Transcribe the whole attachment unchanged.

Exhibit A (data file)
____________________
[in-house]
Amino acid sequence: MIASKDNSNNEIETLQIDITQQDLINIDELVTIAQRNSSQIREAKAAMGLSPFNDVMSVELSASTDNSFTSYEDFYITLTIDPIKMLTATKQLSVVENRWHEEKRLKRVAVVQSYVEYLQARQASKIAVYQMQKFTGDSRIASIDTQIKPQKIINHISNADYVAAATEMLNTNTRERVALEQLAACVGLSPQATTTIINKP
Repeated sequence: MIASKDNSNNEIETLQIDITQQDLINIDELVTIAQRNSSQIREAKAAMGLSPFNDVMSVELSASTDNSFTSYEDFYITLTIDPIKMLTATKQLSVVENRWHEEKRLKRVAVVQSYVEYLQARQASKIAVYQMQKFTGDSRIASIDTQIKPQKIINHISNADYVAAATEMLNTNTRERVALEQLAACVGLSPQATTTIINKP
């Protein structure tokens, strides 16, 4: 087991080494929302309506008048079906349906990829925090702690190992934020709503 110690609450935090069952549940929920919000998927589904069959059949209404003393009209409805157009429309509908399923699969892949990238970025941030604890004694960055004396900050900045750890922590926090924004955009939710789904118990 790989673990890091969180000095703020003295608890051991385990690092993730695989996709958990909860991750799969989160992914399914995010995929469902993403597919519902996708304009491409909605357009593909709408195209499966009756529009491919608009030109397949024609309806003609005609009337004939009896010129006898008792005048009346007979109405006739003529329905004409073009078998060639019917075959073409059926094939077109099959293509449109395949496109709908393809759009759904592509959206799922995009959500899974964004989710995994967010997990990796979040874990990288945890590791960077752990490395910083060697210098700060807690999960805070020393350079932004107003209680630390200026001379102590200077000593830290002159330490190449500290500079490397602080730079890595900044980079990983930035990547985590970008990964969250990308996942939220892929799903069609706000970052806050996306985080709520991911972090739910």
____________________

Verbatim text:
[in-house]
Amino acid sequence: MIASKDNSNNEIETLQIDITQQDLINIDELVTIAQRNSSQIREAKAAMGLSPFNDVMSVELSASTDNSFTSYEDFYITLTIDPIKMLTATKQLSVVENRWHEEKRLKRVAVVQSYVEYLQARQASKIAVYQMQKFTGDSRIASIDTQIKPQKIINHISNADYVAAATEMLNTNTRERVALEQLAACVGLSPQATTTIINKP
Repeated sequence: MIASKDNSNNEIETLQIDITQQDLINIDELVTIAQRNSSQIREAKAAMGLSPFNDVMSVELSASTDNSFTSYEDFYITLTIDPIKMLTATKQLSVVENRWHEEKRLKRVAVVQSYVEYLQARQASKIAVYQMQKFTGDSRIASIDTQIKPQKIINHISNADYVAAATEMLNTNTRERVALEQLAACVGLSPQATTTIINKP
């Protein structure tokens, strides 16, 4: 087991080494929302309506008048079906349906990829925090702690190992934020709503 110690609450935090069952549940929920919000998927589904069959059949209404003393009209409805157009429309509908399923699969892949990238970025941030604890004694960055004396900050900045750890922590926090924004955009939710789904118990 790989673990890091969180000095703020003295608890051991385990690092993730695989996709958990909860991750799969989160992914399914995010995929469902993403597919519902996708304009491409909605357009593909709408195209499966009756529009491919608009030109397949024609309806003609005609009337004939009896010129006898008792005048009346007979109405006739003529329905004409073009078998060639019917075959073409059926094939077109099959293509449109395949496109709908393809759009759904592509959206799922995009959500899974964004989710995994967010997990990796979040874990990288945890590791960077752990490395910083060697210098700060807690999960805070020393350079932004107003209680630390200026001379102590200077000593830290002159330490190449500290500079490397602080730079890595900044980079990983930035990547985590970008990964969250990308996942939220892929799903069609706000970052806050996306985080709520991911972090739910």